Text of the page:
Life might be easier, simpler, and less painful if our one-sidedness could be a sustainable reality instead of a wish. But, there are always two sides, regardless of whether we are conscious of them. The solution to this dilemma involves finding a way to honor both sides of ourselves in consciousness. This is the answer, but it is not easy to hold on to it. It involves a creative solution to one of life’s most difficult problems. The answer lies in a creation that depends upon intimate contact of two opposites without either being lost or subsumed by the other.

our unique identity

Ultimately, the creative act of self-development results in the formation of our unique identity. It is the most particular manifestation of our self. We all have a unique identity, not just Picasso or Einstein or Beethoven or Frank Lloyd Wright. We are not conscious of our unique identity until we have done a lot of work on our selves. People who study art, music, literature, or architecture can identify the painter’s, composer’s, author’s, or architect’s work without seeing a signature. They know that the painting was by Caravaggio or Manet, or that a piece of music was written by Stravinsky or Wagner, or a book by Hemingway, or that a building was designed by Louis Kahn or Frank Lloyd Wright. The creative product of the artist is his signature, and we recognize it because we have studied his work.

Each of us also has a unique signature. But, we must pay attention to our selves and do our own work in depth, if we are to recognize our own signature. We must do this for the same reason we must study artists to know their works. Thus, an important part of the work of discovering our selves is creative production and in-depth analysis. With time and effort we can come to know and recognize our own special signatures. Our physical identity is more readily visible and accessible than our psychic identity. There is always something unique in our physical identity; for example, the parents and siblings of identical twins can usually tell them apart. We have mirrors and can see our physical selves.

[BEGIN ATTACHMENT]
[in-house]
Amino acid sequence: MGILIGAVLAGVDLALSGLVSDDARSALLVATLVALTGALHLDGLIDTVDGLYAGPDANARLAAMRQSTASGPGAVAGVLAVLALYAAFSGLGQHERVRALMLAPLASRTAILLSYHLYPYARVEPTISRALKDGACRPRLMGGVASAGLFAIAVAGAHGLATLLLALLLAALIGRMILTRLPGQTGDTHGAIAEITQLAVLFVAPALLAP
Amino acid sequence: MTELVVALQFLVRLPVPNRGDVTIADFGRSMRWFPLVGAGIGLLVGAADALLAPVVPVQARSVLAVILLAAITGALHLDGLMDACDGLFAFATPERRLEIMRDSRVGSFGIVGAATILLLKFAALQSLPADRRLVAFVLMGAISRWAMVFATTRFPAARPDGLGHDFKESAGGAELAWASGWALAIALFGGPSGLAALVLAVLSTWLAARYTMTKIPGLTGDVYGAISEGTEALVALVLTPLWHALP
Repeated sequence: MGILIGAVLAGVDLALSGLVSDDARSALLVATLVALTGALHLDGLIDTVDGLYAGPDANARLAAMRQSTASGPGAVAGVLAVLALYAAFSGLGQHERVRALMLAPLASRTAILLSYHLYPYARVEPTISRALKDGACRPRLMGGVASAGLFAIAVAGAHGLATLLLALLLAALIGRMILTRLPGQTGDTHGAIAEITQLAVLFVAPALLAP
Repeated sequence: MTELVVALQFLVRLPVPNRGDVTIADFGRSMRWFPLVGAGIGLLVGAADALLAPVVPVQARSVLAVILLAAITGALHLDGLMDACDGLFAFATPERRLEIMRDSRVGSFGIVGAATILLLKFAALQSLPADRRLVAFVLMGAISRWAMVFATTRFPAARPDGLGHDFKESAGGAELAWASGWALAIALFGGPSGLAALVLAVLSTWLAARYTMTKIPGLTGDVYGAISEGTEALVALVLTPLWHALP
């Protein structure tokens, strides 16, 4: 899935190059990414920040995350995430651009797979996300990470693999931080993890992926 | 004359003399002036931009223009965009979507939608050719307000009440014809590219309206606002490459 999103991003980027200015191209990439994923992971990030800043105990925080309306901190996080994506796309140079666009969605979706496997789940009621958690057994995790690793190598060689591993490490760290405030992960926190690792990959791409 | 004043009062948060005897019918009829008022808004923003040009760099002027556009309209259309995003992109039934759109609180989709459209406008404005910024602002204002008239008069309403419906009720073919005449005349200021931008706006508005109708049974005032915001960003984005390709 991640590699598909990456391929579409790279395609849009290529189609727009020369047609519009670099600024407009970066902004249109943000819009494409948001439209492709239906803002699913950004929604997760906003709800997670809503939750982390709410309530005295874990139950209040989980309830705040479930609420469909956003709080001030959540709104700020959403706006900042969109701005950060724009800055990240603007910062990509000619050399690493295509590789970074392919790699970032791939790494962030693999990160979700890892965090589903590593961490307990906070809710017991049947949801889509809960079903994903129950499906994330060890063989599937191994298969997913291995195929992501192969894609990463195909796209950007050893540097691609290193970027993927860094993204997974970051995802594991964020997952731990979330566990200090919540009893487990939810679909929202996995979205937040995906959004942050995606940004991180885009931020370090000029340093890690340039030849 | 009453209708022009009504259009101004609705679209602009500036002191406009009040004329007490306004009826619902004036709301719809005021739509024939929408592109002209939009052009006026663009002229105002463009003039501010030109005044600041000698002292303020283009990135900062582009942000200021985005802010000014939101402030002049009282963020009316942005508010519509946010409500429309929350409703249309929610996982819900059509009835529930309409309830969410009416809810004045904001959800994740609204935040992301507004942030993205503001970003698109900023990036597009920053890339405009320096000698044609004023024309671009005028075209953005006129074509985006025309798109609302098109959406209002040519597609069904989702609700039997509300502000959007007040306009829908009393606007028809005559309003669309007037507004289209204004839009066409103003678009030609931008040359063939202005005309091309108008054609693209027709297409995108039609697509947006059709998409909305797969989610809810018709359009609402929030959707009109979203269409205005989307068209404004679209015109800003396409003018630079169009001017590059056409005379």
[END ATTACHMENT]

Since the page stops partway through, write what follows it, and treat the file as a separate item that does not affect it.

It is far more difficult to “see” our psychic selves. There are no psychic mirrors readily available to us, unless we had exceptional parents who could fully, without harsh judgment, reflect our selves back to us. We may still be able to see our psychic selves if we find a therapist who will do for us what our parents could not.

Creative work can also help us see our selves. Creative work is a mirror that can reflect our selves back to us if we pay enough attention. Therapists can help us in this regard, by helping us interpret our creative work.

In his book, The Restoration of the Selfir?t=wwwmalcolmclc-20&l=btl&camp=213689&creative=392969&o=1&a=0226450139,(7) Heinz Kohut wrote at length about psychically wounded people and the therapeutic methods he used to help them. He found none more effective, or so essential, as creative work. He found, importantly, that it made no difference whether the creative work was deemed good or artistic by any standards. The simple process of doing creative work helped restore the self. It is as if nature plants within us a built-in remedy for our worst affliction, the affliction of being separated from large parts of ourselves. We experience this separation as a kind of inner civil war that divides us internally. It produces the pain and suffering inherent in any civil war, whether in our internal world or outside. It seems that the human urge to do creative work, to use all our stones to heal and restore our wholeness, is a compensatory impulse and blessing that arises from the psychic civil war that wounded us. In my own work as a psychoanalyst, I have witnessed the truth of Kohut’s findings. I have watched patients grow in wholeness as they began to work creatively in a variety of media that helped them recover and restore cut off parts of themselves.
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Creative work actually serves as a kind of inner parent that compensates for the flawed parenting we may have had as children. Creative work mirrors us in a way we were often not mirrored by our parents. Creative work mirrors us for the simple reason that we can see projected in it, if we look and interpret carefully, our own psychological and spiritual selves. Mirrors in all their manifold guises help restore the wounded self.

1 Jung, C.G., Collected Works 14, par. 206
2 Shakespeare, William, Complete Works of William Shakespeare, Grosset & Dunlap, New York.
3 Puccini, G., Tosca.
4 Crash Paul Haggis (director/writer/producer), Lion’s Gate Films (2005).
5 Lawrence of Arabia, David Lean (director), Robert A. Harris and Sam Spiegel (producers), Columbia Pictures (1962).
6 A Civil Action, Steven Zaillian (director), Walt Disney Studios (1999).
7 Kohut, Heinz (1983), The Restoration of the Self, New York, International Universities Press, especially pp. 53-54, 10, 17-18, 40, 158 and 289.


This article by Lawrence Staples is an excerpt from Guilt with a Twist: The Promethean Way.

Lawrence H. Staples, Ph.D. is the author of the popular Guilt with a Twist and the recently published
The Creative Soul
: Art and the Quest for Wholeness